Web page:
What We Think
The success of the SCHIP program is evident:
- Children are at greater risk than adults to be uninsured, because children are more likely to be poor (they have no control over their income).
- While 33% of adults live in low-income households (those households making less than twice the FPL, or $44,100 for a family of four), nearly 40% of children come from low-income families.
- Between 1997 and 2001, the number of uninsured children dropped by more than 2 million. This occurred after the creation of SCHIP.
- In 2007, 11% of children were uninsured, compared with 20% of adults.
And – there is still a long way to go.
There are 9 million uninsured children today in the United States, and even under this expansion, there would presumably be 5 million uninsured remaining.
Who are these children and what are the barriers to getting them covered?
The majority of uninsured children come from low-income households:
- 40% of all children live in households classified as poor or low-income (households making less than twice the FPL). And – 70% of uninsured children come from these same income brackets.
- Medicaid and SCHIP cover 60% of all “poor” children (those living in households that make less than the FPL, or $22,050 for a family of four) and 40% of all low-income children.
- Despite this assistance, 1 in 5 (20%) of poor children remain uninsured, and 16% of low-income children go without coverage.
- Most of the uninsured kids from these groups are eligible for Medicaid or SCHIP, but face two barriers:
- There is often confusion about who qualifies for the program, and about how to enroll.
Increasing funding for the program will primarily benefit poor and low-income children:
- The Congressional Budget Office (CBO) estimates that 83% of the 4 million children who would gain access as a result of the reauthorization are in families with incomes below current eligibility levels.
- Increased funding will help states to target this population through community-based outreach.
- There are also initiatives underway to make the enrollment process easier, by making forms available online and at a wider variety of locations.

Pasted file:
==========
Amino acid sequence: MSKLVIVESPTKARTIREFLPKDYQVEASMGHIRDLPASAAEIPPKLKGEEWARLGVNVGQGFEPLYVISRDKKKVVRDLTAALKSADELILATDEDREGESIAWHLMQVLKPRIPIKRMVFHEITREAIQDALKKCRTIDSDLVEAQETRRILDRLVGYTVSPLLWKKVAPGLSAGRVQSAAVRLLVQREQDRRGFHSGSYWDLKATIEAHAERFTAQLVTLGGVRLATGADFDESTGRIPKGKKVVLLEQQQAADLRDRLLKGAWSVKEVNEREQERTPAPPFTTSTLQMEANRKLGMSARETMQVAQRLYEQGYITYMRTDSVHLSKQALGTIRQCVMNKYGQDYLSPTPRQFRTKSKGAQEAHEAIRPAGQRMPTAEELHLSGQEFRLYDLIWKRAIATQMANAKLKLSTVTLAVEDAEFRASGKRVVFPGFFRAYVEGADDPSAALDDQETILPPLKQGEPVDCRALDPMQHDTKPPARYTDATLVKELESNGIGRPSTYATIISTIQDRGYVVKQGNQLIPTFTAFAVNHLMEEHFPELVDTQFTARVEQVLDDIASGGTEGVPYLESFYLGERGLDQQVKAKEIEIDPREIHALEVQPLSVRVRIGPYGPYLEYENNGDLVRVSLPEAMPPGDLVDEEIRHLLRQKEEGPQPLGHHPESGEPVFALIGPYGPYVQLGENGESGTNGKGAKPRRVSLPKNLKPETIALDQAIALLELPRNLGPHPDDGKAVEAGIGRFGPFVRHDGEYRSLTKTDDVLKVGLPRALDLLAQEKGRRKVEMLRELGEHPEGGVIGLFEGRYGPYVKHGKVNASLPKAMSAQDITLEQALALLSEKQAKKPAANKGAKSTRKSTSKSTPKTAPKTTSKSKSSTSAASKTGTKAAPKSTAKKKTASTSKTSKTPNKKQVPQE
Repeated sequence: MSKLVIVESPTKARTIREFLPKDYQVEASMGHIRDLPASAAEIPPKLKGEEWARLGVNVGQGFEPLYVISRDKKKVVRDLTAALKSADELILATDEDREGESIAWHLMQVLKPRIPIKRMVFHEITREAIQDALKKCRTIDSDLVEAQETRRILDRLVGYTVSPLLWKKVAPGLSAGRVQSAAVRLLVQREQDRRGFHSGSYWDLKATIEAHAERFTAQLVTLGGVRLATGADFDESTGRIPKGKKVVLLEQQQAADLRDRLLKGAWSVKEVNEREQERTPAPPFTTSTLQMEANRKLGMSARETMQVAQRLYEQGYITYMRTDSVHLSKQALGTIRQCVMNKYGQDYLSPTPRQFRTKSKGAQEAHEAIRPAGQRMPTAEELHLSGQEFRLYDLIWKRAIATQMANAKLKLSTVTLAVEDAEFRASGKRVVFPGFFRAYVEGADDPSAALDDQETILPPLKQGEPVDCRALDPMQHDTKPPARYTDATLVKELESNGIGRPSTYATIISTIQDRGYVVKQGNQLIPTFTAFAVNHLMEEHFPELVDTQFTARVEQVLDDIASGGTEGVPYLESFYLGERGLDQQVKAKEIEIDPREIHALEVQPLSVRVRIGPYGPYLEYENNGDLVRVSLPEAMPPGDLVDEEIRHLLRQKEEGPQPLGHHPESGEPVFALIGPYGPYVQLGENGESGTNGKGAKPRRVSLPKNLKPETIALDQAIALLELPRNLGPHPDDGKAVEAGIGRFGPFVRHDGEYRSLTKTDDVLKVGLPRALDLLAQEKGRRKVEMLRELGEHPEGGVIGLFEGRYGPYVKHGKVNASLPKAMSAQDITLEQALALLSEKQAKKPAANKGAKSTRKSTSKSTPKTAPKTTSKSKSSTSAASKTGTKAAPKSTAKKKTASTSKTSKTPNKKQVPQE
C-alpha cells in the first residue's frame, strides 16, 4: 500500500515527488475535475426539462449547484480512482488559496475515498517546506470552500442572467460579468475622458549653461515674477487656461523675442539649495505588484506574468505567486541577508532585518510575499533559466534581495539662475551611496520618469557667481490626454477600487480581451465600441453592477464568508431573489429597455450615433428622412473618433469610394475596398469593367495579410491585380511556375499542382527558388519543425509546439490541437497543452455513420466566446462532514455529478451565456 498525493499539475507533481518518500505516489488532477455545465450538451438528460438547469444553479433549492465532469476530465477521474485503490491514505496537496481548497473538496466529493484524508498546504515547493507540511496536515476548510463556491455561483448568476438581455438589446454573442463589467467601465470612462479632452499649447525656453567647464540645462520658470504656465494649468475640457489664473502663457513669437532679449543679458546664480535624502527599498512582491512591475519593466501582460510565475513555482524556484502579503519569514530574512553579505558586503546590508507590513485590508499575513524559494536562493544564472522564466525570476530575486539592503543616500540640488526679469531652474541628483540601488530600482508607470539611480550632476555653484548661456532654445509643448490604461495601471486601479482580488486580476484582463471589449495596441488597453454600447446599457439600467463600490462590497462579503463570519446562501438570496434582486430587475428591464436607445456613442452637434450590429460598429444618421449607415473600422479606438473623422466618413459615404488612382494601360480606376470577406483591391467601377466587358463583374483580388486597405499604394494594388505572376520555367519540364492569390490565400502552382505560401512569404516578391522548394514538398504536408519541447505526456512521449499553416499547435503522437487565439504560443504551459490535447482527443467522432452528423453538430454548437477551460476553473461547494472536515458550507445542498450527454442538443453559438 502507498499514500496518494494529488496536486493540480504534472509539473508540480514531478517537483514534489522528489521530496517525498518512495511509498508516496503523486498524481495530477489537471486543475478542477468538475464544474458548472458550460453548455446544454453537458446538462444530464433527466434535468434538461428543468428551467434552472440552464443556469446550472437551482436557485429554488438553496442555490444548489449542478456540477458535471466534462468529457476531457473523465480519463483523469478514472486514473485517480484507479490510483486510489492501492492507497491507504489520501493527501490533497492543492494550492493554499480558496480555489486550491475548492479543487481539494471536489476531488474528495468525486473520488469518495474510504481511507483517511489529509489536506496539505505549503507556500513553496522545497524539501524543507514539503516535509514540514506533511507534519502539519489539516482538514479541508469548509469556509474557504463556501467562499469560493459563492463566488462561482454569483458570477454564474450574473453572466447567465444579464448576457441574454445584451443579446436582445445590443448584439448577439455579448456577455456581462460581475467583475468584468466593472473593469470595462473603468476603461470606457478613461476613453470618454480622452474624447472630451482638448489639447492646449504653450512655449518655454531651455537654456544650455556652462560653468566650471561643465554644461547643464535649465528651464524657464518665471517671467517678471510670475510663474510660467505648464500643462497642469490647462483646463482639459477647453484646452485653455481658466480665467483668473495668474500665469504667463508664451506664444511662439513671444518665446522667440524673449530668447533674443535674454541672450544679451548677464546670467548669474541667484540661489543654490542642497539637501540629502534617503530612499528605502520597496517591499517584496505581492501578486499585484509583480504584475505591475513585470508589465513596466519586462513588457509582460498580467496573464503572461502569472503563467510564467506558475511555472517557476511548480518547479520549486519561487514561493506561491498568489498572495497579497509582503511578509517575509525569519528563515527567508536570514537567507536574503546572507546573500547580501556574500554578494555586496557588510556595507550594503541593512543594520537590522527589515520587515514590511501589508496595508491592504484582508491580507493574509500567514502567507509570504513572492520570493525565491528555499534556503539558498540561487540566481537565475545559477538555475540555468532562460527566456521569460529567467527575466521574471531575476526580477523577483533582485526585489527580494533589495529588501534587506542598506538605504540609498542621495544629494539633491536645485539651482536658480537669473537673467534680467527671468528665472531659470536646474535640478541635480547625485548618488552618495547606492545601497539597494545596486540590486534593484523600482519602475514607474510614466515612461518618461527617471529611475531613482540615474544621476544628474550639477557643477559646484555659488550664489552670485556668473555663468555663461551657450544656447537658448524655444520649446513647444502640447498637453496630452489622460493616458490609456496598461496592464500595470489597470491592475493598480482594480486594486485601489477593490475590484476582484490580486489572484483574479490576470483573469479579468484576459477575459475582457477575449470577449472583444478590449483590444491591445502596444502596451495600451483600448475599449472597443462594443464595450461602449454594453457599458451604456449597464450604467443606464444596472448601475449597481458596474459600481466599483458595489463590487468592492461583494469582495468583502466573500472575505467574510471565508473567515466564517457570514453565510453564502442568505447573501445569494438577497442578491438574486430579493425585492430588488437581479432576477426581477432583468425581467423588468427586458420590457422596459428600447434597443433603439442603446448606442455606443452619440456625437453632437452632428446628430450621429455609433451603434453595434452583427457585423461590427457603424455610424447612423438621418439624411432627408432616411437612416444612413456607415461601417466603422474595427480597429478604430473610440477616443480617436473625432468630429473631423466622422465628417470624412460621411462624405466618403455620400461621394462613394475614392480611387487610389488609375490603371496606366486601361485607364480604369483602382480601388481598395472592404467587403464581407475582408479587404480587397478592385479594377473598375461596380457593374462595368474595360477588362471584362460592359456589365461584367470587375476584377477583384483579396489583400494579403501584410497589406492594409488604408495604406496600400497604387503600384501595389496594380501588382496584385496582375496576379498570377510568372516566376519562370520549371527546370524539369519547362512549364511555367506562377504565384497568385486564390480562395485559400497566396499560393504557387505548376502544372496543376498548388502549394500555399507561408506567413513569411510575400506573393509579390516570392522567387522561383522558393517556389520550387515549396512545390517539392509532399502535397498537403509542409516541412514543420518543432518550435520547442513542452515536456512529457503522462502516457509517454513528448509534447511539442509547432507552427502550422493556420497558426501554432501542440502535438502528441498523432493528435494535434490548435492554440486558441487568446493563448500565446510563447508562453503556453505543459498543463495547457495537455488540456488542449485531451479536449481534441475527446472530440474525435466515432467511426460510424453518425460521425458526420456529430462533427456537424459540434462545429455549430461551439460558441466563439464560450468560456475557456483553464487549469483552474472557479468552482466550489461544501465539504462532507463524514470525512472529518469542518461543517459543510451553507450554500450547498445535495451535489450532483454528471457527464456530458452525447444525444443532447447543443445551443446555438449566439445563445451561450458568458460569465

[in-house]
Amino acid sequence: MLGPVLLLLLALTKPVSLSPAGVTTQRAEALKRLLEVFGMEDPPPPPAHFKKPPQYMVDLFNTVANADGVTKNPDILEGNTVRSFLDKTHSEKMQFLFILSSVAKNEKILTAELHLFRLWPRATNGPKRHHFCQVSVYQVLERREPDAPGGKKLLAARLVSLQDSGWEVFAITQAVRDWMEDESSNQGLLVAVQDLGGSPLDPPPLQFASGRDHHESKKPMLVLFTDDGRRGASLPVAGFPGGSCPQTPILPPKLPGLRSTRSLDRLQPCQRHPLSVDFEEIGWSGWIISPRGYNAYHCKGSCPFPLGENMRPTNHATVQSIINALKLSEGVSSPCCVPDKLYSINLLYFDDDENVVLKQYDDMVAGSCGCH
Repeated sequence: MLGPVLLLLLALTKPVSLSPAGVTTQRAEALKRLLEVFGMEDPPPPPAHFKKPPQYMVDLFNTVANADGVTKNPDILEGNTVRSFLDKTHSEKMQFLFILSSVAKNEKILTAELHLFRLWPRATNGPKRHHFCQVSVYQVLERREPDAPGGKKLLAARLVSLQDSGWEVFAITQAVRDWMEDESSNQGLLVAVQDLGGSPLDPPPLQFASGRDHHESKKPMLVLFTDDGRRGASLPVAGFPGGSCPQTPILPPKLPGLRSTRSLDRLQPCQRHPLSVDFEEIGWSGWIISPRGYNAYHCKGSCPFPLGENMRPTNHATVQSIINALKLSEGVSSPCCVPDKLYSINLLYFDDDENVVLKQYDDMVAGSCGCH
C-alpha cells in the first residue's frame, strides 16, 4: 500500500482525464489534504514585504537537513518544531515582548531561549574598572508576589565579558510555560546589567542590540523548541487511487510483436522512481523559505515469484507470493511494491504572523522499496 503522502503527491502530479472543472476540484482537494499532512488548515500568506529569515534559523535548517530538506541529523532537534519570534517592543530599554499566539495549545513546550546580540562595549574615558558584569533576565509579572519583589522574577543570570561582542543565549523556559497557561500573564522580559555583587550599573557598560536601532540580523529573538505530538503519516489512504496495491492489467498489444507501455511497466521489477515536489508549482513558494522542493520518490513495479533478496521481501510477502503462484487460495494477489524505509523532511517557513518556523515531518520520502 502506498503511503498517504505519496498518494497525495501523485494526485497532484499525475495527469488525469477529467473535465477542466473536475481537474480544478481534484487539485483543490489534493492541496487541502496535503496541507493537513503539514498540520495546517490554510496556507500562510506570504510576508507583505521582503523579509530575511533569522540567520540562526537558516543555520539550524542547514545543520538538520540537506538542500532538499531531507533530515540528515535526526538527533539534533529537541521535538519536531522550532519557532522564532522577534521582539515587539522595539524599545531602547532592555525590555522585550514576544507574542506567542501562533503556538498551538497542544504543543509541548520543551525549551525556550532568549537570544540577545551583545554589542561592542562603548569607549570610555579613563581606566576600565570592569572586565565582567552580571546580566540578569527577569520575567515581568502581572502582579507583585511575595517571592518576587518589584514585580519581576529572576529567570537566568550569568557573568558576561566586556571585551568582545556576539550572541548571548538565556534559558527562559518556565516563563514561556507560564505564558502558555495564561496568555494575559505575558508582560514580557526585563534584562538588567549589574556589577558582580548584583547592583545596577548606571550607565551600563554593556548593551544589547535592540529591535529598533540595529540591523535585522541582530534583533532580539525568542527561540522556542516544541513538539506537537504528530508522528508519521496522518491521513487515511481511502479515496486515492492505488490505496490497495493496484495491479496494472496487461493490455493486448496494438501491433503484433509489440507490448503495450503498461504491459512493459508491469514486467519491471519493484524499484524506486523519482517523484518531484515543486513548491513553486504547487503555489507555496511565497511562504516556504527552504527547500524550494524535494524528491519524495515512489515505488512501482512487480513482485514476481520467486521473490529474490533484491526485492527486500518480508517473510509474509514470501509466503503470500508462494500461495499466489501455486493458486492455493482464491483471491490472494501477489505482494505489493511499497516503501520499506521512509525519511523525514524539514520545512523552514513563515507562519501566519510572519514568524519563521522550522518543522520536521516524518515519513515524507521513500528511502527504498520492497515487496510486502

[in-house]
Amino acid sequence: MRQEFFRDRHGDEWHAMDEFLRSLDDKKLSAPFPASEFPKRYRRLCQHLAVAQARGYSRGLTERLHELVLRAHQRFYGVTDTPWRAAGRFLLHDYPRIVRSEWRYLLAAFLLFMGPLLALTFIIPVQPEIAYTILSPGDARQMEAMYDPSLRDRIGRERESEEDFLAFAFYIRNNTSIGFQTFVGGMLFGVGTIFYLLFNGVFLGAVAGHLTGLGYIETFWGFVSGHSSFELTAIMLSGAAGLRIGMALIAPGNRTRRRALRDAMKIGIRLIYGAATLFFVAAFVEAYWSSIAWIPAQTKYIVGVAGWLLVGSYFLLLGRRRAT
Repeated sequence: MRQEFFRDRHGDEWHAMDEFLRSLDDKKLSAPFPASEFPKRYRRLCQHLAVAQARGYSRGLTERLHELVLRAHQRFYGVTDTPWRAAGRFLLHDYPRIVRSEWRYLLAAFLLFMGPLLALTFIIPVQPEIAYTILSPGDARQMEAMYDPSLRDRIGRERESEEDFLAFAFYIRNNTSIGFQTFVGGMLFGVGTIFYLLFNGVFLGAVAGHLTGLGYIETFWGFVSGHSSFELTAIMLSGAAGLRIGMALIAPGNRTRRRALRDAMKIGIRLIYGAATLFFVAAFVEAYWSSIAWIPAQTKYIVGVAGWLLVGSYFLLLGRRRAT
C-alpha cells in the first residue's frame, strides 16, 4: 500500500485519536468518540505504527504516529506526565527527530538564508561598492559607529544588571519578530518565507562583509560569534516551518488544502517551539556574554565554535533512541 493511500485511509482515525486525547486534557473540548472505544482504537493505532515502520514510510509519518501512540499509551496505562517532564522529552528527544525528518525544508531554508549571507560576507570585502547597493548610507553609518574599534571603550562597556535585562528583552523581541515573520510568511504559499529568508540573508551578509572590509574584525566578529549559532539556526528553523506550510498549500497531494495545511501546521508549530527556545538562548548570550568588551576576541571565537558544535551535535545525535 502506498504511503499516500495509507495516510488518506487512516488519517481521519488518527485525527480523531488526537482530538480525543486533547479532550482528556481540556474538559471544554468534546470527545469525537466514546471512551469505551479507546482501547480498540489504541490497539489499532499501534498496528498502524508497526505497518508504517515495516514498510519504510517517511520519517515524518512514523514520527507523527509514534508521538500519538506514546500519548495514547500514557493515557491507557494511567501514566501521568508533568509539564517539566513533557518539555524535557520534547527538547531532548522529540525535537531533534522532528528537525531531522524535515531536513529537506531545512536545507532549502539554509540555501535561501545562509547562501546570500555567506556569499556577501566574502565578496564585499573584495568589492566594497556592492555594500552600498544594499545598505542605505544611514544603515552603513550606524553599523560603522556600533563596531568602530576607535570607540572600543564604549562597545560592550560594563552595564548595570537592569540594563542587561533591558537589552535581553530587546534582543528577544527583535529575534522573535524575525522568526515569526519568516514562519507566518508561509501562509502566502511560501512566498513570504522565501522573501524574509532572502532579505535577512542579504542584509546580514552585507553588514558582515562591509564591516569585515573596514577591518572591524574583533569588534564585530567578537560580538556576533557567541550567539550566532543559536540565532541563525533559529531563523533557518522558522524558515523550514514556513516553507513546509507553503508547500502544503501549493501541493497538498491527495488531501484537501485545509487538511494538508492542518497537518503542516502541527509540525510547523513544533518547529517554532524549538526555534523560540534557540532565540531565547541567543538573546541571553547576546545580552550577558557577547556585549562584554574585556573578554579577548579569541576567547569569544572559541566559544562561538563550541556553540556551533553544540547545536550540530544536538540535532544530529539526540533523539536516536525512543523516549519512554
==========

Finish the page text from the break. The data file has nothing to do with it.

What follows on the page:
So you might be wondering why Congress would bother to expand the eligibility limits for SCHIP.
If the majority of uninsured children are low-income, and if they will be the primary beneficiaries of this insurance program anyways, then why let middle-income kids sign-up?
Isn’t that just encouraging families to leave their private plans at the government’s expense?
Surprise – a significant number of middle-income children are uninsured, and would benefit from, and depend on, the expansion and renewal of SCHIP.
- 45% of children from middle-income families (households making between 200-399% of the FPL, or up to $88,200 for a family of four) lack access to insurance, mostly because their parents are not offered employer-sponsored health benefits.
- Of those middle-income families with an uninsured child who did have access to insurance coverage through their place of employment, 81% could not afford the premium.
- There is just not enough money left over to pay for insurance premiums once the monthly bills are paid and groceries are purchased.
- 70% of uninsured children live in families with at least one full-time worker.
The number of middle-income, uninsured children is expected to rise as people lose their jobs.
This Kaiser Family Foundation report offers anecdotal evidence about the recession’s impact.
- Said one participant: “I am just starting a part-time job. If I were to participate in insurance for myself, my husband and my children, it would be $589 a month. It would take most of the part-time pay that I am making…”
- With the loss of jobs and coverage, survey participants reported difficulty in paying for COBRA benefits or in purchasing an individual health plan due to cost.
- Many are turning to Medicaid and SCHIP for the first time to provide insurance for their families. Without this assistance, they would most likely go without coverage.
This chart from the Kaiser Commission on Medicaid and the Uninsured (2008) shows that with every 1% increase in the unemployment rate, Medicaid and SCHIP enrollment grows. States are struggling to keep up with the demand for services.
Making sure that American children are insured should be always be a top priority in healthcare reform. Looking out for this vulnerable population is a moral imperative AND it helps us to save health dollars in the long-run.
Not only does insurance protect children in the case of an emergency, it is also contributes to their healthy development, which prevents more costly conditions from developing later in life.
Uninsured children do not have a usual source of care, well-child visits, access to a needed specialist or mental health care, and dental visits in the course of a year.
Without access to these services, uninsured children are more likely to pick up and expose other children to preventable and treatable diseases, and to learn health habits that lead to problems later on.
And as the recession continues, families are more likely to depend on SCHIP so that their children can have care.
The reauthorization of SCHIP is a common sense solution to an unhealthy situation!
This article was written by Julia Nagle.